Prio Performance Running Shoe by Xero Shoes – Product Review

The two of us have been running in minimalist footwear for many years now, and the vast majority of the miles we run are in running sandals made by Xero Shoes. Two of our favourite are the simple DIY Xero Shoe, likely the closest you will ever come to running barefoot, and the newest of their sandals the Z-Trek and Z-Trail, which are both a bit more robust for technical running or hiking. There have always been certain circumstances which prevented (or at least made it difficult) to run in sandals. Whether it was training in the cold Canadian winter, extremely muddy training, or some intensely technical trail where we felt we needed a bit more protection for our feet.

Well we’ve been asking (and let’s be realistic, many people have been!) and Xero Shoes has finally released their first performance shoe called the “Prio” and we’re going to share some of our thoughts on them.

Xero shoes prio running shoe


We’ve had our Prio’s for about a month now, have put quite a few miles on them including big ascents and descents, muddy runs, rainy runs, outdoor agility cross training workouts, so in our minds, have got a really good feel for their strengths and weaknesses.


Prio Pro’s:

  • The overall FIT

    • Stating the obvious, they have a nice wide footbed, a true zero drop sole, and no unnecessary arch support, meaning your feet will feel as comfortable as they are when barefoot. The thing we noticed though, that blew us away, is just how well the shape and fit of these shoes have been designed to give you all the room you need to move freely, but don’t allow your feet to slide around when going up or downhill or running along technical tracks.
  • Durable but Flexible materials

    • You might hear other shoe companies promoting their zero drop shoes with widefoot beds, but let us be the ones to tell you the biggest difference between them and the Prio’s. The other brands shoes are made of rigid materials that will feel like boxes on your feet. Don’t believe us, we’ve been getting holes in our socks wherever our foot toes touch the inside of the shoe. That to us doesn’t seem at all like a shoe that moves WITH your feet. They’re containing them, and therefore restricting them. The Prio’s feel like a kick ass pair of socks because they are so flexible.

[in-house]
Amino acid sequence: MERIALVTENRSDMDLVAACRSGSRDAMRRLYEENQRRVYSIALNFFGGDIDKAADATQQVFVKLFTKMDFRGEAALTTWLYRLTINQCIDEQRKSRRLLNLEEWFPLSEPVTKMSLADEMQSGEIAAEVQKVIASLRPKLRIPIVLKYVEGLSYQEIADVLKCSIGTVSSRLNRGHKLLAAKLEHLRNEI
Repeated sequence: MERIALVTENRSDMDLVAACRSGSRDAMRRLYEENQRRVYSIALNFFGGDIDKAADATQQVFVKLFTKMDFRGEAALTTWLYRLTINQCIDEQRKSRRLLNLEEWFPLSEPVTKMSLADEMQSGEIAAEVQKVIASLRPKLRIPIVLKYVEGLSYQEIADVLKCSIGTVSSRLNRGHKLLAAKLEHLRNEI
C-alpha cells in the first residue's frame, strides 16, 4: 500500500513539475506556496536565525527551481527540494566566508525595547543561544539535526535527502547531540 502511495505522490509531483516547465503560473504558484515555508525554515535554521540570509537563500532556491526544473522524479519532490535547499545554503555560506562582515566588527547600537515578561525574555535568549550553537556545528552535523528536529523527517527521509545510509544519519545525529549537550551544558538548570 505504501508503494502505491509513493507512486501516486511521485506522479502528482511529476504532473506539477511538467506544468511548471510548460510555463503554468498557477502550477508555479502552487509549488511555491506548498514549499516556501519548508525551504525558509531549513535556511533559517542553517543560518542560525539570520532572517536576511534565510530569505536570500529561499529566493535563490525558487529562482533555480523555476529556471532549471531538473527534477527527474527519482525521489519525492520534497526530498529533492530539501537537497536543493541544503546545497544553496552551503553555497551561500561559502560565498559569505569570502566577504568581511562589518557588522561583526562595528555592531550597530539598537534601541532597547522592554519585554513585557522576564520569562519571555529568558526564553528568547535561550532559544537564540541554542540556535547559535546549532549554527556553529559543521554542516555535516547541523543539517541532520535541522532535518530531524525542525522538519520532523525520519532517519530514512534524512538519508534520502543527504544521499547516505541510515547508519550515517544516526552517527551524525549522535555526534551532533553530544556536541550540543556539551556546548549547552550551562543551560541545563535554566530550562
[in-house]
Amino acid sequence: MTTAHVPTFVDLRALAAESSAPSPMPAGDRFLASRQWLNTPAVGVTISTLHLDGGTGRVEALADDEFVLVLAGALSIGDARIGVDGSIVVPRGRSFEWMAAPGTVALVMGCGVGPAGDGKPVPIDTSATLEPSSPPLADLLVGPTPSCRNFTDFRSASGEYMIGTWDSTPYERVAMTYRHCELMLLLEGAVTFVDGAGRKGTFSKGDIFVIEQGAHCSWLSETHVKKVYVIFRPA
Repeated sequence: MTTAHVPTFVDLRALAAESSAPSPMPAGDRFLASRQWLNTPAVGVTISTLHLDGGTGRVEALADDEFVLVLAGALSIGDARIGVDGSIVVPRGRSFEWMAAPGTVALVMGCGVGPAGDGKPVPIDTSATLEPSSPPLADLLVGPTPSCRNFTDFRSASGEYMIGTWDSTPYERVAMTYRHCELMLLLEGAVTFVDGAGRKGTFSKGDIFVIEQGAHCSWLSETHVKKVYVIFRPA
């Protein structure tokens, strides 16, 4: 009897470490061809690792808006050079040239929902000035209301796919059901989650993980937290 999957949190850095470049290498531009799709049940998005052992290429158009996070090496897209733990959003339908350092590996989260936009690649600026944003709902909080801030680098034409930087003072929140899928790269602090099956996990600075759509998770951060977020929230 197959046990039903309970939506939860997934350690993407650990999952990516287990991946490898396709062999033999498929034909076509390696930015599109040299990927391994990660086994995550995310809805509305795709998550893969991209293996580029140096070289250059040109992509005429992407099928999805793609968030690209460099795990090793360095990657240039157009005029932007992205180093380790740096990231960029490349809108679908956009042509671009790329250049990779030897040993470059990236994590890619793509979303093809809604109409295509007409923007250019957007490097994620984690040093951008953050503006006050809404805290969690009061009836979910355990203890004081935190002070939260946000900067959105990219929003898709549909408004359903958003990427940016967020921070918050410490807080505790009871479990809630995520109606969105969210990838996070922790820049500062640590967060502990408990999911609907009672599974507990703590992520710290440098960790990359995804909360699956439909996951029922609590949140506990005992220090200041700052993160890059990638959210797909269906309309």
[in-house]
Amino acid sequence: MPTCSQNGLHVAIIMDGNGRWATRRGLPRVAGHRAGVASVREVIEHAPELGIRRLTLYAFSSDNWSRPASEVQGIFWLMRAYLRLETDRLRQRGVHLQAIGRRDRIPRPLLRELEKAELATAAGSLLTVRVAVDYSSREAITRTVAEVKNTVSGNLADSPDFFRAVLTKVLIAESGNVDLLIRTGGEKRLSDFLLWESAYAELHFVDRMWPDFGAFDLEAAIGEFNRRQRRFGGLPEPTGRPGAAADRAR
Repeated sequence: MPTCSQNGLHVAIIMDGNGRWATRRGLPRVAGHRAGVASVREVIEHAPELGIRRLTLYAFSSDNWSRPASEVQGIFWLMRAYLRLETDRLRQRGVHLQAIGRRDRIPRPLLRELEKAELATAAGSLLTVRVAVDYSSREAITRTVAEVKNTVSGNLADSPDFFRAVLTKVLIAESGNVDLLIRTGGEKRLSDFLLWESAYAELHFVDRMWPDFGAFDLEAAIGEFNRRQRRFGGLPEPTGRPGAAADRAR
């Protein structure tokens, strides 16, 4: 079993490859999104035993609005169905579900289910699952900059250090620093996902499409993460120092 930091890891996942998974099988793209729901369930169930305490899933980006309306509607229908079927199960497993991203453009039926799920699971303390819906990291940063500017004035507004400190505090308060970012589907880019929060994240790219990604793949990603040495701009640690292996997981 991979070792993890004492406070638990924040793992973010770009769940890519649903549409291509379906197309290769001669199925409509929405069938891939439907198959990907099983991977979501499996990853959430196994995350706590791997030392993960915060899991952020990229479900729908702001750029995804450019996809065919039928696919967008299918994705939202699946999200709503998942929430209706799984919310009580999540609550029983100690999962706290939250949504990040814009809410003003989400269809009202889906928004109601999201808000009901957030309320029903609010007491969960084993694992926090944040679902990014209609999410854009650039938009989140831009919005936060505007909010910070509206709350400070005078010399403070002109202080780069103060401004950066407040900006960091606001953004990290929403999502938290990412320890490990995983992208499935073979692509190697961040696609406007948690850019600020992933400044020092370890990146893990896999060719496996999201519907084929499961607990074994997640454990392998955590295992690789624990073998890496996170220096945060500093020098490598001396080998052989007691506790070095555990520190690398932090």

• Super Breathable

    • We started wearing the Prio’s during the melting of all the winter snow, meaning it was a time when the trails are muddy and wet. We noticed how breathable the Prio’s were, first when we kept getting out feet wet on the mucky trails, but noticed our feet were drying up faster than we expected. This helped a ton to prevail blisters from forming (even though with how well these shoes fit and flex with us, we’ve never even experienced a hot spot!). However, now that we’re starting to see warmer weather, we’re liking these shoes even more for how cool our feet stay during runs. This was one thing that we HATED about wearing shoes, is how your feet start to burn up and throw off your mindset.
  • lightweight running shoes - prio from Xero shoeTraction without bulk